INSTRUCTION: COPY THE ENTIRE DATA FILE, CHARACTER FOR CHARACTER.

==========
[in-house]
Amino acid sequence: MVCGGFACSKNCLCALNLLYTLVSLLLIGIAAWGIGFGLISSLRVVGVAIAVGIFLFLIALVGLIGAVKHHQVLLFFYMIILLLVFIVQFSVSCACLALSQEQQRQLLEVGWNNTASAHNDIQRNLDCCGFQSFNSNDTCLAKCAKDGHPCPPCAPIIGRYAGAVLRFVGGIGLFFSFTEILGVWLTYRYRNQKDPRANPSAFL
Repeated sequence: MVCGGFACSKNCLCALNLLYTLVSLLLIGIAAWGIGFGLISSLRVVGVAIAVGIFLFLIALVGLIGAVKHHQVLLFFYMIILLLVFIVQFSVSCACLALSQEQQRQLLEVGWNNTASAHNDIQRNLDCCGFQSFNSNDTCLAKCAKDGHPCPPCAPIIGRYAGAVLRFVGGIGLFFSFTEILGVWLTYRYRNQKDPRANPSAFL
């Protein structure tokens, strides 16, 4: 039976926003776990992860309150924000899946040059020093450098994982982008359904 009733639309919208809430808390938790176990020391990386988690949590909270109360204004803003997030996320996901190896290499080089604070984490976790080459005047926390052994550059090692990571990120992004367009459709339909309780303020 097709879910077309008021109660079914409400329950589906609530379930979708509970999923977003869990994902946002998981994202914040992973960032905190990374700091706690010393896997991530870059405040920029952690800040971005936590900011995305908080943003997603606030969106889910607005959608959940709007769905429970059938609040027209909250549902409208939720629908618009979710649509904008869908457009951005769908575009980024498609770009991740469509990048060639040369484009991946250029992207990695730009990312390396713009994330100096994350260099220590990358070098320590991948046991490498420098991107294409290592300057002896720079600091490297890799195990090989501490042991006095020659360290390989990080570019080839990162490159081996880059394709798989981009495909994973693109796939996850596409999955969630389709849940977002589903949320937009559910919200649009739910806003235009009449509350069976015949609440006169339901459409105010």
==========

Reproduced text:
[in-house]
Amino acid sequence: MVCGGFACSKNCLCALNLLYTLVSLLLIGIAAWGIGFGLISSLRVVGVAIAVGIFLFLIALVGLIGAVKHHQVLLFFYMIILLLVFIVQFSVSCACLALSQEQQRQLLEVGWNNTASAHNDIQRNLDCCGFQSFNSNDTCLAKCAKDGHPCPPCAPIIGRYAGAVLRFVGGIGLFFSFTEILGVWLTYRYRNQKDPRANPSAFL
Repeated sequence: MVCGGFACSKNCLCALNLLYTLVSLLLIGIAAWGIGFGLISSLRVVGVAIAVGIFLFLIALVGLIGAVKHHQVLLFFYMIILLLVFIVQFSVSCACLALSQEQQRQLLEVGWNNTASAHNDIQRNLDCCGFQSFNSNDTCLAKCAKDGHPCPPCAPIIGRYAGAVLRFVGGIGLFFSFTEILGVWLTYRYRNQKDPRANPSAFL
């Protein structure tokens, strides 16, 4: 039976926003776990992860309150924000899946040059020093450098994982982008359904 009733639309919208809430808390938790176990020391990386988690949590909270109360204004803003997030996320996901190896290499080089604070984490976790080459005047926390052994550059090692990571990120992004367009459709339909309780303020 097709879910077309008021109660079914409400329950589906609530379930979708509970999923977003869990994902946002998981994202914040992973960032905190990374700091706690010393896997991530870059405040920029952690800040971005936590900011995305908080943003997603606030969106889910607005959608959940709007769905429970059938609040027209909250549902409208939720629908618009979710649509904008869908457009951005769908575009980024498609770009991740469509990048060639040369484009991946250029992207990695730009990312390396713009994330100096994350260099220590990358070098320590991948046991490498420098991107294409290592300057002896720079600091490297890799195990090989501490042991006095020659360290390989990080570019080839990162490159081996880059394709798989981009495909994973693109796939996850596409999955969630389709849940977002589903949320937009559910919200649009739910806003235009009449509350069976015949609440006169339901459409105010």